Question: I've heard quite a bit about using Oracle test cases, but I'm not clear on exactly what an Oracle "test case" is used for. I see the value of test cases as an illustrative tool to show how Oracle works, but I'm confused about the value of Oracle test cases when working with MOSC, and the value of test cases when testing Oracle tuning changes. When and where does it make sense to use Oracle test cases?
: Yes, artificial test cases are great teaching tools for demonstrating how Oracle works, but they are also useful when you need to replicate a problem from a secure database, where you are not allowed to disclose details about the schema and table structures.
However, Oracle test cases are never needed when working with Oracle Technical Support because they are bound by non-disclosure, and the contrived nature of test cases gives them limited value in predictive analytics.
Diagram showing the
limited value of test cases
Also see these notes on the differences between contrived
test cases vs. benchmarks.
Test cases are invalid for many reasons:
- Not generalizable: The results
of a test case will vary wildly between the release of Oracle, the OS
and the hardware platform.
- Subject to manipulation: Test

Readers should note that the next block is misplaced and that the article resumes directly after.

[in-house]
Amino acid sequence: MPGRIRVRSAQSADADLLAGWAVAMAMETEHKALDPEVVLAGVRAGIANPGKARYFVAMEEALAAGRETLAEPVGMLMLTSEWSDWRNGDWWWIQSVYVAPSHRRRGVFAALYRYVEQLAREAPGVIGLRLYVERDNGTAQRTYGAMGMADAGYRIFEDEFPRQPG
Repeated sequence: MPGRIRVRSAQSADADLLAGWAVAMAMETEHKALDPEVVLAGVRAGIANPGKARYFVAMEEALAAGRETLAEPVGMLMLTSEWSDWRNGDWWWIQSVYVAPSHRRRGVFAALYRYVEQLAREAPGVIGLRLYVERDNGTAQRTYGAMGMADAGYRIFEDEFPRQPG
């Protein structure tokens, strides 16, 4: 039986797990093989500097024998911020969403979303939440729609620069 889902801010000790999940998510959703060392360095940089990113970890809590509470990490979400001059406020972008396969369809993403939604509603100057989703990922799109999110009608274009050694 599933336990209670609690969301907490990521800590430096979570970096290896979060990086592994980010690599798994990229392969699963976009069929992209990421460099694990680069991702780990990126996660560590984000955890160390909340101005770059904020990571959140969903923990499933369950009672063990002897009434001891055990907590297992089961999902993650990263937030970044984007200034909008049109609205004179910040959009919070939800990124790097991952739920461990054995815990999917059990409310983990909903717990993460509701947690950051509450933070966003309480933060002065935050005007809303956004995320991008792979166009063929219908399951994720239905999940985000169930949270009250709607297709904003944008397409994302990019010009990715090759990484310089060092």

cases are easily manipulated by twiddling hidden parameters to get
whatever result you desire. They have been used as "cheats" to
deceive the Oracle community on several occasions.
- Invalid data and GIGO: By
generating junk data, contrived test cases rarely account for the
real-world nuances in a SQL workload. Garbage-in, garbage-out.
As to using test cases for performance tuning, we must remember that any test must be as representative of the production database as possible. In Oracle 11g, Oracle's SQL Performance Analyzer
(SPA) has embraced a workload-based approach to test cases, whereby real-world SQL is extracted from the dba_hist
tables or the library cache, and representative system tests can be conducted with real-world SQL.
See these related notes on Oracle workload test case methods: